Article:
Millheim Journal. (Millheim, Pa.) 1876-1984, September 22, 1881, Image 1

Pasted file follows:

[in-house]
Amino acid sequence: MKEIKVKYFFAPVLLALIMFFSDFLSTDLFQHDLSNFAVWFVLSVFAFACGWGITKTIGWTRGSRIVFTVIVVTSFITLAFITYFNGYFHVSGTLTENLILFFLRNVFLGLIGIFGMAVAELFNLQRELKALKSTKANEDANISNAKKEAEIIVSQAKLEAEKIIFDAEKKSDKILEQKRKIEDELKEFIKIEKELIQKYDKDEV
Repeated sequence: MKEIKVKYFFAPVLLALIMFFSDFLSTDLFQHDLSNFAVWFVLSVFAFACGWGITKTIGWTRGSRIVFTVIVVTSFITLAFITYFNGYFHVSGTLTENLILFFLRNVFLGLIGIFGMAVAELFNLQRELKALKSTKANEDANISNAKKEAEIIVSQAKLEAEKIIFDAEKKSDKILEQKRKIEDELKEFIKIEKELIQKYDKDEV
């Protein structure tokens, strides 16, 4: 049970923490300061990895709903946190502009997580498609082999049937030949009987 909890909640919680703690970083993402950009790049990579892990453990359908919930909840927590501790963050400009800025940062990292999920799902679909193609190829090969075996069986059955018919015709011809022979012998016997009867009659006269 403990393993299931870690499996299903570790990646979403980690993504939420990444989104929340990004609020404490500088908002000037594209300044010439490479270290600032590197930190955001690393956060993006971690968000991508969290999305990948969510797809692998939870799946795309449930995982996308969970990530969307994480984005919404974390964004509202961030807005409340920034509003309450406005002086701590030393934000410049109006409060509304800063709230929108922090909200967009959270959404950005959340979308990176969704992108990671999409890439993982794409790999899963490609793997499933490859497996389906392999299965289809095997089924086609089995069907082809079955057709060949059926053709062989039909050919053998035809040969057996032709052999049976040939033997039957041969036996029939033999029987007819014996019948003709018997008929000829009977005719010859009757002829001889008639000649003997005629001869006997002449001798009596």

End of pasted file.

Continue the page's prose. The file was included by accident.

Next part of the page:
VOL. LV. HARTER, AUCTIONEER, REBERSBURG. PA. J C. SPRINGER. Fashionable Barber. Next Door to Journal Store, Millheih, Pa. HOUSE, (Opposite Court House.) 11. BROCKERHOFF, Proprietor. >Vm. McKkkvkk, Manager. Gohl sample rooms on first floor. Free bus to and from all trains. Special rates to jurors and witnesses. Strictly First Class. IRVIN HOUSE. (Most Central Hotel In the CltyJ Corner MAIN and JAY Streets, Lock naven, Pa. S. WOODS CALWKLL, Proprietor. Good Sample Rooms for Commercial Travelers on first floor. * £) K - D. H. MINGLE, Physician and Surgeon. MAIN Street, Millheim, Pa. ry* JOHN F. HARTER, PRACTICAL DENTIST, Office in 2d story of Totnlinsou's Gro cery Store, On MAIN Street, Millheim, Pa. a T. Alexander. C. M. Bower. ATTORNEYS AT LAW. BBLLEFONTE, PA. Office In G&rman's new building. JOHN B. LINN, ATTORNEY AT LAW. BELLEFOXTB, PA. Office on Allegheny Street. QLEMENT DALE, ATTORNEY AT LAW. BELLEFONTE, PA. Northwest corner of Diamond. Y°CUM & HASTINGS, ATTORNEYS AT LAW. BELLEFONTE, PA. High Street, opposite First National Bank. M * c - HEINLE, ATTORNEY AT LA W. BELLEFONTE, PA. Practices In all the courts of Centre County. Spec al attention to CoUecUons. Consultations in Qerinan or English. ILBUR f - KEEDER, ATTORNEY AT LAW, BELLEFONTE, PA. All bus'ness promptly attended to. Collection of claims a speciality. J. A. Braver. J w. Gephart. JgEAVER & GEPHART, ATTORNEYS AT LAW, BELLEFONTE, PA. Offlce on Alleghany Street, North of High. A. MORRISON, ATTORNEY AT LAW, BELLEFONTE, PA. Office on Woodrlng's Block, Opposite Court Bouse. JQ S. KELLER, ATTORNEY AT LAW, BELLEFONTE, PA, Consultations In English or German. Office in Lyon' J Building, Allegheny Street. JOHN G. LOVE, ATTORNEY AT LAW, BELLEFONTE, PA. Office in the rooms formerly occupied by the late w. p. Wilson. ADVERTISE IN THE Millheim Journal. R ATES ON APPLICATION. lie pitlleiii iniriul BY THK BANK.B OF TIIK MOHAWR. O dark rolling river, so rapid and free, You bring back the brightness of boylu>od to me, When gayly I wandered, aloug your wild shore. With oue 1 loved fondly, who loves tue uo more. By the banks of the Mohawk The eataraot'B roar, Where we wandered In childhood Along the wild shore. The song-birds have vanished; the summer Is o'er; The roses have faded that bloomed by her door ; The elms and the maples stand leafless and drear; The snowflakes are falling; the Winter Is here. By the banks of the Mohawk The cataract's roar, Where we wandered tu childhood Along the wild shore. The hopes of her girlhtod have flown far away; Her bright auburn tresees are faded and gray; Her beauty has vanished; her features, once fair Are saddened by sorrow and furrowed by care. Bv the banks of the Mohawk The cataract's roar, \\ here we wandered in chlldlbHHl Along the wild shore. our childhood is gone; we are drifting to-day. Like leaves on the river, forever away, \V are leaving the years; we are nearlng the shore Where storms never beat and no cataracts roar. By the banks of the Mohawk The waters may roar Forever and ever Along the wild shore". A DRKADITL CASE. "Goius!" ho exel imod.tho expression of his countenance changing from that of the reflective sage, I was going to sav, to one that was almost miserly. 44 Ah, now you talk of something I un derstand. They are not watching us, are tlicv?" he hroke oA,looking nervous ly in the direction of the house. 4 'Xo, no," said I, with subdued ex citement, wondering whrt was to hap pen next. He deliberately uubuttoned his long ulster coat, shivered in the cold winter air as he did so, then he l>egan to fum ble at a belt which he wore. Several diamonds of great value, as I judged, in a moment more sparkled before my as tonished eyes. He had apparently drawn them from a little leather pocket, curi ously concealed beneath this belt. 44 Ah! those are gems, if you like, sir, " he exclaimed, with an exulting chuckle, which brought to my mind the impres sion created at our first interview, that he was not quite right in his head. 4 'They are splendid," I said, "but why do you carry them about with you? Suppose any one, dishonestly inclined, were to learn that an elderly man had property of such value upon him? The thought of it makes me tremble, sir." "I am not in the habit of exhibiting the treasures which it has taken my life time to amass. I dare not. But I trust you, sir.'' As a man of busiuess I thought there was here another proof of mental weak ness, in the fact that he should confide in one of whose antecedents he knew nothing, and of whose honesty he had no further proof than a love of nature might suggest. But I chanced at tliis moment to look up at the first floor window of our neigh bor's house; and there, watching with a strange and, as I thought, scornful smile, stood the tall, shallow man of whom both mv wife's and my own im pression was so distinctly unfavorable. I mentioned to the old man to put away his jewels, for the German servant was approaching again; most likely sent by her master. My strange acquaintance did not ap pear in the garden any more. I have an innate horror of eavesdrop ping, and, as I have repeatedly said to my dear wife, whose feminine curiosity tempts her to attach far too little atten tion to this evil. 4 'Conversation not in tended for her ears ought to be regarded with the same feelings as a letter not written for her perusal. She would feel deeply insulted did any one suggest that she would be capable of reading another person's letter simply because the seal happened to be broken, and could there fore do so without the fear of detection." But women, alas! are never logical; and she will not see, or, perhaps cannot,that her conduct is no less culpable when she greedily listens to the private conversa tion of others, just because accident or carelessness on their psirt has placed her within earshot. Well, a few days after that we sat in our cheerful, cosy front parlor; we were sitting, I say, in our cosy parlor; my wife, with her knitting in her hands, on an ottoman, which was drawn close into a recess by the fire-place; I, in my good old arm chair,by the table in the middle of the room, and reading the last num ber of the Gardener'* Magazine. The entrance of Ami with our customary 44 night cap" of weak toddy and tlnn bread and butter, interrupted my study of an article on 4 'Trenching,"andcaused me to look up at my wife. '•Eavesdropping!" I was about to ex claim, when my speech was arrested by | observing the strange look of horror on Polly's face. She had dropped her knit ting, and sat with hands clasped across her breast, and head pressed closely against the wall. • 4 My dear girl, whatever is the matter with you?" I said. 44 0h! it is dreadful," she whispered, holding up her fingers to check me. 44 Pray come and hear what they are saying." Exalted though my principles were about listening, I could not resist the impulse of the moment, but hastily rose from my seat and placed my ear against the wall likewise. Ann Lightbody, too, forgetting our relative positions, drop MILLHEIM, PA., THURSDAY, SEPTEMBER 22,1881. pod the tray of toddy on the table as if it were a hot coal, and rushed to the op posite side of the wantlepiece to imitate our example. To any one entering the room ut that moment the soouo present ed, must have been absurd beyond de scription. Hut we were earnest enough, for what wo heard seemed to freeze our very blood. "Is ho dead yet?" we heard Mrs. Maiden ask her husband, with a low, musical laugh that seemed to us like the mirth of a fiend. "Thoroughly," responded he in a deep voice,which betrayed uo sign of remorse or agitation; "your hint, tlmt I should dispose of him in his sloop, like Hamlet's uncle did his troublesome brother, was capital." There was silence for several minutes. Then we heard Mrs. Maiden ask grave ly, "What shall you do with the body?" "Oh, that is just the difficulty, As the neighbors must not have their sus picion roused,it must be buried at night and a report put about that the silly old man has gone into the country." "Oh, dear! there is the property to dispose of, is there not?" "Uncut diamonds tell no tale," said this >allow neighbor of mine,in his deep voice, laughing loudly. "Nothing could have lieen luckier than my witnessing that little scene l>etweou my uncle and our fat neighbor over the garden wall.' In an ordinary moment 1 should have felt keenly the insult conveyed in his remark, but my feelings were too highly wrought for it to touch me then. But Polly pressed niv hand and mur mured. "The horrid villain!" We listened painfully for several min utes more. We heard Maiden's wife heave a deep sigh. Sho was human, then. I had scarcely thought it. "I can't bear to think—it is too dread ful!" she said her voice trembling for the first time during the conversation. Again her hushauid laughed loudly, and said, in a theatrical toue, "What, my Lady Macbeth trembling! "Come, we'll go to sleep. We are yet young in deed." In 11 moment more we heard the din>r of the apartment closed. We throe sat and looked at each other—blanched and speechless with horror. Ann was the first to cover her pres ence of mind. 4 Shall I go and fetch the perlese, sir?" she said in a subdued voice. "Oh, don't leave me, Ann!" <*>bbod my poor wifp, yielding to her pent up emotions anil clasping our servant around the waist. This was the tirst time in her life that she had been so undignified. "You go, Jorum," she continued. Then a sudden fear geized her. "But we shall both be murdered while you are gone." The poor soul wrung her hands and began to laugh hysterically. I felt that everything depended upon my controlling my nervous system. Polly was beginning to get silly, and Ann might at any moment break down, too. I took out my pipe, and slowly tilled and lit it, in order both to steady myself and to impress these women with my self-command. "I'll telegraph to Chittick—that will be best," I said, after pacing the room once or twice. "You can't telegraph" to-night, sir; the office 'ull be shut," said the practi cal Ann. Mr. Chittick was an inspector in the detective force at Scotland Yard. After some iuternal debating I decided it would be better to wait till the morning and then telegraph than to go oft' to the local police station that night. I have often since wondered at my courage and calmness. The wife and servant seem ed to catch something of my spirit. We were unanimous that to go to bed was impossible, so Mrs. Frogg lay ou the sofa, Ann in the sofa chair, which we w heeled out of the next room, and I sat up iu my good arm chair prepared to watch the night through. Happily nothing transpired during that tedious night to create further alarm. In the morning when the post ma a called, I got him to take a tele graphic message, which simply urged my friend the inspector to come as early in the day as he possibly could, as 1 wanted to see him on business of a very pressing and extraordinary character. About noon he came. Not a soul had stirred from the neighboring house, and I had therefore the satisfaction of feel ing that the delay would not frustrate the ends of justice. When we were alone, I told the story of Mr. Lea's eccentric conduct; his dis appearance after his nephew had seen him show me the diamonds in the gar den; and finally the strange conversa tion we had overheard the night before. At first my friend was merely politely attentive; but, as I went on, he took out his note book and carefully wrote down the words we had overheard. He askod for particulars, too, of the appearance of Maiden and his wife, and of the mur dered man. "Do you know anything of the busi ness or profession of Maiden?" he then asked. I could only admit that on this point I was entirely in the dark. "But has not your maid learned any thing on this subject from your neigh bor's servant?" he inquired; "servants are always gossiping, you know," "The woxnau nu*t door is a foreigner —a German—l think." Inspector Chittick pursed up his mouth and tapped his note book with liis pencil. "That looks like a plan," he remarked after a moment's meditation. "That fact is the strongest point in the case. It seems as though it were designed that nothing should transpire through the clatter of servants." "Yet surely the real point is the con fession of murder which we overheard?" 1 urged deferentially. • 'That has to be proved," he replied. "In the meanwhile, I must compliment you on your shrewdness in sending for me in this quiet way. I shall at once t legraph for one of our men to stay with you here, and for another to be jiosted within a convenient distance of the house," Day after day passed and nothing transpired to clear up this w> story. At length, after an interval of nearly a fort night, we liad, for the first time, a com munication from Inspector Chittick in the shape of a telegram: "I have mode an unexpected and startling discovery in re Maiden. I will call tills afternoon, and hope to do busi ness. Maiden is at home; intends leav ing home to-morrow with wife and Ger man servant." I did not show this message to Polly, for I knew it would upset her. My nerves, too, were a little uustrung, ami I actually trembled when Ann ushered Mr. Chittick into the front room. After greeting me, he gravely took a news paper from his pocket and passed it to me. "Read that," said he, pointing to a portion marked at the top and bottom with ink. In a mechanical fashion I took the paper and began to read. It was part of an article on the "Magazines of the Month," and Tyburnia was the periodical, the criticism of which he had marked. It read; " Tyhurnia , as usual, is very strong in fiction. But it scarcely sustains its reputation by inserting the highly mel odramatic tale, "The Cap of Midas." The liero-villain of this story is a young Greek who is assistant to an aged dia mond merchant in .Syracuse." My heart began to bent as I read the first few words. "This young gentleman is fired by an ambition to play an important part in the political life erf Ae voicing Greek federation. To obtain weilth, and with it influence, he murders his aged mas ter for tin sake of certain priceless gems which the old fellow had concealed in a velvet nightcap he is in the habit of wearing. This is the ctp of Midas, we presume. Justin Corgialegno—the mur derer—ha<l read "Hamlet, *' and drops poison into his master's ear, and steals the nightcap. This poison, however, fails to do its work, so the assistant at once stabs the old man and begins to feel the first difficulties of his lot, name ly, how to dispose of the body of the murdered man." I hxiked up at Inspector Chittick sheepishly. A mocking smile lurked in the corners of his mouth, I thought. Well, the hero buries his master in the garden of his house and starts off with this cap, which contains the wealth that is to give liim political power. Here comes the melodramatic point of the story. The diamonds in this cap are of such enormous value that the murderer dare not attempt to sell them, feeling sure that inquiries will be made as to how lie became possessed of suoli precious gems. Tortured by fear and desperate with hunger, he at length commits suicide with his oap of Midas placed mockingly upon his own head. The story is ingenious in some of its parts, but is really, to speak plainly un worthy of the reputation of that pro mising young novelist, Mr. Ernest Mai den." "Mr. Ernest Maiden," I muttered va cantly, "a—a novelist!" Tba inspector rose from his chair and slapped me on the back, and poked me in the ribs, and shook nie by the shoul ders laughing the while with such tre mendous boisterousness that Mrs. Frogg and Ann burst into the room in a state of speechless amazement which I shall never forget. Their appearance gave gave the finishing touch of absurdity to the situation, and as the grotesquoness of the blunder which we had one and all made dawned upon me, I, too, began to laugh until the tears rolled down mv cheeks. "Polly," I gasped as soon as I could speak. "Mr. Maiden is a novelist, and oh ! such a vile murderer—on paper ! Ha, ha, ha ! oh, oh, he, he ! ha, ha, ha, ha!" We really nover saw poor old Mr. Lea again, for he died at Brighton of soften ing of the brain a few weeks after his nephew and niece joined him. Tlieir leaving town—referred to in the inspec tor's telegram—was with this object. The old gentleman, as wo afterwards learned, was taken away from next door in a cab one evening when wo must have been at the back of the house. Had we hut seen him go, we should have been spared a great deal of terror and many unjust suspicions of our neighbors' char acters. He that has no inclination to learn more, will be very apt to think he knows enough, A lUICU at Hvm. The Cunord steamship Partliia wan between 100 and 500 miles distant from the went coast of Ireland. For some hours a low barometer had given warn ing of a coming gale. The breeze was fresh 011 the port quarter, with a long following sea, over which, under the impulse of propeller and canvas, the beautifully moulded hull of the grcAt steamship rushed like a locomotive, ruisiug a roar of thunder at her bows and carving out the green, glass-clear water with her stem into two oil-smooth combers, which broke just abaft the fore-rigging and rushed with a swirl and brilliance of foam to join the long, glittering snow-line of the wake astern. There was a piebald sky, the blue in it tarnished and faint, and under it, like a scattering of brown smoke, the scud went floating swiftly. In the south and west the asjiect of the heavens was jKirtentous enough, with a leaden deiul ness of color and a line of horizon as sharply marked as a ruling in ink. The gale was evidently to come from this quarter ; and, sure enough, Iwiore eight bells in the afternoon watch, it was blowing a hurricane from the S. S. W. The fury of the wind raised a tremen dous sea. The Partliia ran for a time ; but running is not the remedy pre scribed to captains who are caught in a circular storm and shortly after 4 o'clock the helm of the steamer was put down and her head pointed to the seas. The passengers were below, considerably battened down by order of (.'aptain McKaye, the commander of the vessel, so that they should not l>e washed over board or drowned in the cabins, for now that the steamer's bow was pointed at the sea, she was one smother of froth from the eyes to the rudder-head. Her curtseyiug might have looked graceful at a distance, but it was a tremendous experience to those who had to keep time to her dance. Every now and again she would "dish" aw hole green sea forward—taking it in just as you would dip a pail into water—a sea that immediately turned the decks into a small raging ocean as high as a man's waist. As she rolled she shattered the furious tide against her bulwarks, where it broke into smoke and was swept away in clouds, like volumes of steam, for a whole cabin-length astern. The grind ing and straining of the hull, the hollow. mnfthil, vibratory note of the engines, the booming of the mighty surges against the resonant fabric, the screaming of the wind through the iron stiff, standing-rigging, and the enduring thunder of the tempoßt hurtling through the sky, completed to the ear the tre mendous scene of warfare submitted to the eye in the picture of black heavens and white waters, Mid struggling, smothered, goaded ship. The Partliia lay hove to for six hours. At 10 o'clock at night the gale broke, the wind sensibly moderated, the steamer was brought to her course and went rolling heavily over the immense and powerful sea swell which the cyclone had left behind it. Sunday morning came with a benediction in the shape of a warm, bright sun. But the swell was still exceedingly heavy. It was shortly after two bells (9 o'clock) when the lookout man reported a vessel aw ay on the lee bow, apparently hull down. As she was gradually hove up by the ap proach of the Partliia, those who had sailors' eyes in their heads perceived that she was a vessel in distress, and that if any human being* were aboard of her their plight would be miserable. She was water-logged, and so low in the water that she buried her bulwarks with every roll. She had all three masts standing, but her yards weie l>oxed about anyhow, her running rigging in bights, with ends of it trailing over board. Her canvas was rudely furled, but she had a fragment of a foretop-mast staysail hoisted, as well as a storm staysail, and she looked to he hove to. Her asi>ect, had she been encountered as a derelict, was mournful enough to have set a sailor musing for an hour ; but when it was discovered that there were living people on her she took an extraordinary and tragical significance. No colors were hoisted to express her ooudition; but then no colors were needful. Her story wanted no better telling than was found iu the suggestion of the small crowd of human heads on her deck watching the Partliia ; in the dull and steady lifting of the dark vol umes of water against her sides, in the gushing of clear cascade;: from her scupper-holes as she leaned weaiily over to the fold of the tall swell that threatened to overwhelm her, and in the sluggish waving of her naked spars under the sky. Twenty-two people could be counted aboard of her. All these had to be saved, but it was very well understood by everj man belonging to the Partliia that they could only be saved at the risk of the lives of the boat's crew that should put off for them; the swell was still violent to an extent beyond anything that can be conveyed in words. As the Parthia, with her propeller languidly revolving, sank into a hollow, a wall of water stood between her and the bark, and the ill-fated vessel became invisible, then in another mo ment hove high, the people on board the steamer could look down from their poized deck upon the half-drowned hull and the soaked, clinging and pale-faced crew an you look upon a housetop in a valley from the side of a hill. The serious danger lay in lowering a bout. But .Tuck is not of a deliberative turn of mind when something that ought to be done waits for him to do it. Volunteers were forthcoming. The order was given. Eight hands spravg aft and seated themselves in the lifel>oat, and the third officer, Mr. William Williams, took his place in the stern-sheets. It was one of those moments when the bravest mau in the world will hold his breath. There swung his bout's crew nt the devita ; the end of the fall in the hands of men waiting for the right second to lower away. One dark-green foamless swell, in whole, huge moun tains of water, r<ise and sank below ; too much hurry, the least delay, any lack of coolness, of judgment, of per ception of exactly the right thing to do, ami it was a hundred to one if the next minute did not see the boat dashed into staves and her crew squattering and drowning among the fragments. The duo command was coolly given; the sheaves of the fall-blocks rattled on their pins and the boat sank down to the water's edge. A vast swell hove her high, almost to the level of the sjxit where she had been hanging, and as quick as mortal hands can move the blocks were unhooked—but only just in time. Then a strong shove drove her clear, and in a moment she was h calling for the wreck—now vanishing as though she had been wholly swallowed up by the tall, green, sparkling ridge that rose between her and the steamer, then tossed like a cork uixm a mountainous pinnacle, with keel out of water. She had lieen well stocked with lines and life-buoys, for it was clearly seen that the fiouring waters would never permit her to come within a pistol-shot of the bark, and the suspense among the passengers amounted to an agony as they wondered within themselves how those sailors would rescue the f>oor creatures who had watched them from the foamy decks of the almost submerged wTeck. They followed the boat vanish ing and reap}icaring, the ver .v pulsation of their hearts almost arrested at mo ments when the little craft made a head long, giddy swoop into a prodigious hollow and was lost to view, until pre sently they perceived that the men had ceased to row. It was then seen that the third mate was hailing the crew of the bark. Presently tliey saw one of the shipwrecked sailors heave a coil of line towards the boat; it was caught, a life-buoy bent on to it and hauled aboard the wreck. To this life-buoy was attached a second line, the end of which was retained by the people in the boat. One of the men on the wreck put the life buoy over his shoulders and in an instant dung himself into the sea, and was dragged smartly but carefully into the boat. The Parthia's passengers now understood how the men were to be saved. One by one the ship-wrecked seamen lea!ed into the water, until eleven of them had been dragged into the Parthia's boat. The number made a load, and with a cheery call to those who were to be left behind for a short while. Mr. Williams headed for the steamer. The deep boat approached the Parthia slowly; but, meanwhile Captain McKaye's foresight had provided for the perilous and difficult job of get ting the rescued men on board the steamer. A whip was rove at the fore yardarm, under which the rising and falling boat was stationed by means of her oars, one end of the whip knotted into a bow-line was overhauled into the boat and slipped over the shoulders of a man, and at a signal a dozen or more of the Parthia's crew ran him up and swayed him in. In this way the eleven men were safely landed on the deck of the steamer. The boat then returned to the wreck, the rest of the crew were dragged from her by means of the buoys and life-linea, and hoisted, along with six of the Parthia's men, out of the boat by the yardarni whip. But not yet was this perilous and nobly-executed mission completed. There was still the boat to run up to the davits. All the old fears reoccurred as she was brought alongside with Mr. Williams and two men in her. But jack has a marvellously quick hand and a steady pulse. The blocks were swiftly hooked into the boat, and soon she soared like a bird in the davits under the strong running pull of a number of men before the swell that followed her could rise to the height of the chain plates. To appreciate the pathos and pluck of an adventure of this kind, a man must have served as a spectator or actor in some such a scene. Words have but little virtue when deeds are to be told whose moving powers and ennobling inspirations lie in a performance that may as fitly be described in one as in a hundred lines. SUQII as remember the faces of those shipwrecked Englishmen and Canadians, the aspect of them as they were hoisted, one by one, over the Parthia's side ; the bewildered rolling of their eyes incredulous of their miracu lous preservation; their expression of suffering slowly yielding to perception of the new lease of life mercifully ac corded them, graciously and nobly earned for them; their streaming gar ments, their hair clotted like seaweed upon their pale foreheads ; the passion ate pressing forward of the crew and passengers of the Parthia to rejoice with the poor fellows over their salvation from one of the most lamentable dooms to which the sea can sentence, will wonder at the insufficiency of this record of as brilliant and hearty, though simple, a deed as any which makes up the stirring annals of the maritime life. The Presidential Cold Air Machine. The apparatus which proved most satisfactory in cooling the chamber of the wounded President was furnished by a Mr. Jennings, ot Baltimore. It was devised for use in a new process of re fining lard. According to the inventor's description, the apparatus consists of a cast iron chamber, about ten feet long and three wide and three high, filled with vertical iron frames covered with cotton terry or Turkish toweling. These screens are placed half an inch apart, and represent some three thousand feet of cooling surface. Immediately over these vertical screens is placed a coil of inch iron pipe, the lower side of which is filled with fine perforations. Into a galvanized iron tank, holding 100 gal lons of water, is put finely granulated or shaved ice (and salt when a low tempera ture is required.) This water is sprayed upon the sheets in the lower tank con stantly. In each end of the iron cham- IHT are openings thirteen inches square. To the outer end of this chamber is a pipe connecting with an outdoor air conductor. To the opposite end is con nected a similar pipe leading into an ice chamber at its top, and from the bot tom of the same a pipe leads to a small exhaust fan, and from the fan the now cold and dry air is forced direct into the President's room through a flue some twenty feet in length, Air at 99 degrees temperature to day is supplied at the rate of 22,000 cubic feet per hour at the register in the President's room at 54 degrees, and with the windows and doora open the temi>erature at the President's bed (twenty-five feet away) is maintained steadily at 75 degrees day and night. When the cold air machine was intro duced it was intended to keep the win dows and doors closed, and under these conditions the machine would create and maintain a temperature of 60 degrees in the hottest weather without using the auxiliary ice-air chamber now used, which was the suggestion of Professor Xewcomb and Major Powell,to meet the requirements of cooling the room with the doors and windows open. The clos ing of them gave the room an air of gloom. Gan lrom Castor OU. At the gas works of Jeypore, India, illu minating gas is made chiefly from castor oil, poppy, til, or rape seed being used wben the supply of castor beans is short. One maund (62 pounds) of castor oil pro duces al>out 750 cubic feet of 261 candle ff-m, 1,000 fw vrt lOJ UUiUlt' gBB. The process of extracting the oil for carbonizing is as follows: First, the cas tor seed is passed through the crusher, wben the shells only are broken off. The shells arc then picked out. by hand, and the seed is again introduced into the crusher, where it is ground to a paste. It is then passed into the heating pan, and, after being well heated, it is packed into horsehair bag- and filled up hot into the press immediately. After about twenty minutes' pressing, the exuding oil being meanwhile collected, the cake is removed and ground over again. It is subsequently be&ted and pressed a second time until about 33 or 40 per cent of oil is obtained from the seed. The labor of preparing and pressing the castor seed costs two shil • lings (about fifty cents) per maund of oil. The total cost of the oil is somewhat over $5 per maund. For generating gas, the oil is used as it comes from the press. Formerly, at other places, when the oil beaiing seeds were carbonized for gas without previous treatment as above de scribed, the product was overloaded with carbonic acid from the woody part of the seeds, and correspondingly heavy cost for purification was incurred. For out of town consumers the Jeypore gas works supply gas compressed to about three at mospheres by means of a pump driven by a bullock. The compressed gas is then delivered in a wrought-iron receiver to the point of consumption, where it is either transferred into fixed receivers and burnt by the aid of suitable regulators, or is de livered into small portable or service gas holders, and burnt in the usual way. A ghat, or landing-stage two miles distant, is thus supplied with 400 cubic feet of gas every day, which is consumed by thirty jets, each burning 1 j cubic feet per hour for nine hours. There have not been auy accidents from the distribution of gas in the portable reservoirs, or otherwise As railroad carriages are also supplied with compressed gas, it is evident that the intro duction of this branch of service has widely extended the utility of the establishment. Another peculiarity of the Jeypore under taking is the necessity that exists for the manager to unite the attributes of a farmer to his other acquirements, for the purpose of securing a constant and cheap supply of raw material for gas making. Last year, the manager, Mr. Tellery, personally super intended the sowing of three hunched acres with the castor plant. How a Fog Whistle Works. The fcg whistle, heard for ten miles, consists of two distinct whistles, operated by two engufes in a building separate from the lighthouse. Fifty pounds of steam is the force carried while at work. Every blast lowers the mark four pounds. Shav ings ana kindling wood are laid already to start up steam when a fog comes oil, and the engineer can heat up for steam in thirty-five minutes. Tne whistle gives a blast of eight seconds' duration every min ute —a doleful sound, but invaluable to steamers and passing sailing vessels. We could hear it the other night booming dis mally through a fog five miles off. The captain starts it when the fog is Sach thai he can't see Goose Island, one mile distant. The whistle is produced by a wheel with a cam affixed; the whuel, a solid piece of work, regulated by a governor, revolves once a minute; the cam fixed at one point on its periphery, opens a point which lets off steam in the prolonged booming wail we had heard. To supply water for steam a big tank, under the same roof and sup plied by the rain from it, is kept pretty full. Forty feet long by eighteen wide and six deep, it is not likely to run dry in any fog; bit a carbo'ic engine and pump at the well wiiJ supply water in case Q£ emergency. NO. 38.